February 24, 2005
First Steve, Then Bill
When those people at the Survivors of the Shoah Visual History Foundation put on a fundraiser, they don't fool around.
After Sheryl Crow sang, the event's host, Steven Spielberg, spoke. And after him, 20 minutes of stand-up by Robin Williams ("Ladies and gentlemen, welcome to Temple Beth Pravda...This evening's meal will be milchidik, fleishadik, and sushidik.") Then more comments from the evening's emcee, Tom Cruise. And a keynote address by the evening's Ambassador of Humanity honoree, President Bill Clinton.
A huge tent goes up on the Universal back lot -- a grand structure featuring dozens of massive chandeliers suspended above 750 guests paying $1,500 per plate. The stars come out: John Travolta, Lance Armstrong, Sharon Stone, Scarlett Johansson. I'm not even bothering to mention the name-brand TV celebrities scattered around the room like less-potent fundraisers might use helium balloons.
Needless to say, the obligatory video presentation is of fairly high quality.
Spielberg used profits generated by his 1994 movie "Schindler's List," to establish the foundation. As its primary mission, it has collected nearly 52,000 videotaped testimonies of Holocaust survivors and witnesses. The foundation is now developing a state-of-the-art system to bring these testimonies and other learning tools to educational institutions worldwide.
All this costs a lot of money, and the obvious question is why Spielberg needs other people's. Contribution implies ownership, a foundation officer told me, and the director wants the widest possible sense of communal responsibility for the foundation's mission.
Fundraising, at least in our day and age, also implies dinner and entertainment. Yet there is always something discordant about award banquets on behalf of the shoah. Several years ago at a major Holocaust organization's dinner, I watched tables full of survivors and rabbis go pale listening to Chris Rock, who was then a relatively unknown comedian.
Rock was a last-minute replacement for an ailing Garry Shandling. After his routine on jailhouse sex met with gasps, Rock stopped, looked out into the sea of shocked faces, and said, "I warned them. I don't have a dinner act. This is my act."
I know there are dinners on behalf of incurable diseases and even dinners to end world hunger -- but even on this score the Holocaust is unique:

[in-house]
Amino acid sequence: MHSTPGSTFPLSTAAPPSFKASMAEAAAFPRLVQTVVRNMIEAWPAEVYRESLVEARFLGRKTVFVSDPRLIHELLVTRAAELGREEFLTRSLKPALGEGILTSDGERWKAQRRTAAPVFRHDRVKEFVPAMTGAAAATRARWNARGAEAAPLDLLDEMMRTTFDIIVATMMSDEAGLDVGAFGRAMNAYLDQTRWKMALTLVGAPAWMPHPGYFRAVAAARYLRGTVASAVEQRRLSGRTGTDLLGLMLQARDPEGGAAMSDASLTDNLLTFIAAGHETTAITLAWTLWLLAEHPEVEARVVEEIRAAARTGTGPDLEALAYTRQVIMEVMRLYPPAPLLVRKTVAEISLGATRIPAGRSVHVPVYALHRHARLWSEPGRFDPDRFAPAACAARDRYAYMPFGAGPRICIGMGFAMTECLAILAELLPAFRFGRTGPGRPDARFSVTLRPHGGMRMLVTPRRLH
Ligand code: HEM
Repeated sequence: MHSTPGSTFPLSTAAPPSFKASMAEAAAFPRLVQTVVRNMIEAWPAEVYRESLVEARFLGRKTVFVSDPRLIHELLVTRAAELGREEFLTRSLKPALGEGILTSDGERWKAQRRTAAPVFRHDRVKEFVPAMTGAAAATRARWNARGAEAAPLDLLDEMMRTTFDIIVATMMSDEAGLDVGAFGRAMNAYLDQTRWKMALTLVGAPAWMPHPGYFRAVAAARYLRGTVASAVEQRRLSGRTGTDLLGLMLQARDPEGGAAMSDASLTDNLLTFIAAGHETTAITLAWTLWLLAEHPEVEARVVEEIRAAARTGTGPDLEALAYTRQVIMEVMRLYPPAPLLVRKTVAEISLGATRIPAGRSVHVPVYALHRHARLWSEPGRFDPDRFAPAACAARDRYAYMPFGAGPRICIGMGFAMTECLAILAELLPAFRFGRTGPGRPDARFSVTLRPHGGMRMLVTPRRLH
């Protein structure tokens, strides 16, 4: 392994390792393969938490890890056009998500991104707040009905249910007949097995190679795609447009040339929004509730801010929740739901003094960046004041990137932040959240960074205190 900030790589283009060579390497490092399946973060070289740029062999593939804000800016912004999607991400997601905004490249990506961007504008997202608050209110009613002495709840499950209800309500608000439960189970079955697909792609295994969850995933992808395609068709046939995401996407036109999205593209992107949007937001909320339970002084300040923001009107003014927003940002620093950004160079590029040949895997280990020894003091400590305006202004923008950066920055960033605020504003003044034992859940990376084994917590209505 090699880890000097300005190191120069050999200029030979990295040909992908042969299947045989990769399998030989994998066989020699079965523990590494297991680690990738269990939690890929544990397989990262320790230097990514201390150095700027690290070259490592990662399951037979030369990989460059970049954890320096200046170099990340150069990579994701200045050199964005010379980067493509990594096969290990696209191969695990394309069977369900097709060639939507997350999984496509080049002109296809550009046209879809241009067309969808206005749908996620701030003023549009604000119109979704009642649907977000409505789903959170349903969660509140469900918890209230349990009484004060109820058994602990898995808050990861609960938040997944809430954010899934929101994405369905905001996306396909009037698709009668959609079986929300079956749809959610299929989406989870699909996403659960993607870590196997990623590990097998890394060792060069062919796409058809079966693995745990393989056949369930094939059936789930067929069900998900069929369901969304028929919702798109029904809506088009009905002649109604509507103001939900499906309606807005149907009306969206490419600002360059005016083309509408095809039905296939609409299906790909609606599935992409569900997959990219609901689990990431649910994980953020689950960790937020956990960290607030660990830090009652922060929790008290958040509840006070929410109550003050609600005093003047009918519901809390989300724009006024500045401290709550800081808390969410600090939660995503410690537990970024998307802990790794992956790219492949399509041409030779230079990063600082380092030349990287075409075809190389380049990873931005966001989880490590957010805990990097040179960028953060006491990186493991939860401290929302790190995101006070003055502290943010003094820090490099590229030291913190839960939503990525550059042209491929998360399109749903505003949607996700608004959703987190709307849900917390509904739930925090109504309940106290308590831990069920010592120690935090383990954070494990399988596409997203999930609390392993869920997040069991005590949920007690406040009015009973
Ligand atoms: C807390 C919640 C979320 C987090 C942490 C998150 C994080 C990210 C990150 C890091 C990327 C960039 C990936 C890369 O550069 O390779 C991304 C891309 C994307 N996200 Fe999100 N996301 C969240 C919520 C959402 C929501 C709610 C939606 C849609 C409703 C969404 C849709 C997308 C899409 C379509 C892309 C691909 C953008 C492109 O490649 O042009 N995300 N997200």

The joyous chatter of friends and colleagues dressed up and out together, interrupted by speeches about extermination;
People grabbing for appetizers and drinks as videos play newsreel footage of Auschwitz;
People who once were a crust away from starvation being served plates of seared salmon and roasted vegetables, groaning as if they're being punished when the molten chocolate soufflés appear;
People being exposed to horrific tales of murder and survival, then stopping to complain when some free lipstick was missing from their swag bag;
People who just 60 years ago were begging for the world's attention -- now basking in it.
None of this is wrong, just interesting. How do you mesh something as evil and tragic as the Holocaust with something as banal as the rubber-chicken circuit? How do you honor memory and get them to the valet by 10 p.m.?
The Shoah Foundation somehow manages all this. This year I finally understood how: it's not just about the Holocaust.
It's about genocide.
Each banquet honors the memory of the witnesses and survivors by invoking whatever current tragedies challenge us not to repeat the same sins of omission. This year it was Clinton's turn to remind us.
The former president recalled President Franklin D. Roosevelt's refusal in 1939 to admit more than 900 Jewish refugees aboard the German ship St. Louis. He called it "one of the darkest chapters in United States history."
He then went on to acknowledge his own culpability for not responding to the genocide in Rwanda in a timely fashion.
"No one in my administration thought to call a meeting on it, and I never asked anyone to," he said.
After he left office, Clinton went to Rwanda to ask forgiveness of the survivors, and to hear their stories. The 1994 genocide claimed an estimated 800,000 victims in a three-month period.
The Rwandan genocide led Clinton to speak about the Darfur province of Sudan. There, some 220,000 black Africans have been slaughtered in a campaign of ethic cleansing by government-backed Muslim militias. The death toll is estimated to rise by 10,000 per month -- this month, next month, the month after. One day in the future, Clinton asked, will we have to go to Sudan and apologize for what we didn't do, but could have done, now?
The president left the stage, but his point was clear. The 52,000 videotaped testimonies are not just a monument to Jewish suffering, but a call to Jewish conscience. If the Holocaust was truly unique, then we are uniquely obligated to speak out, to donate, to write our representatives, to act.
That way we can have our dinner, and enjoy it, too.
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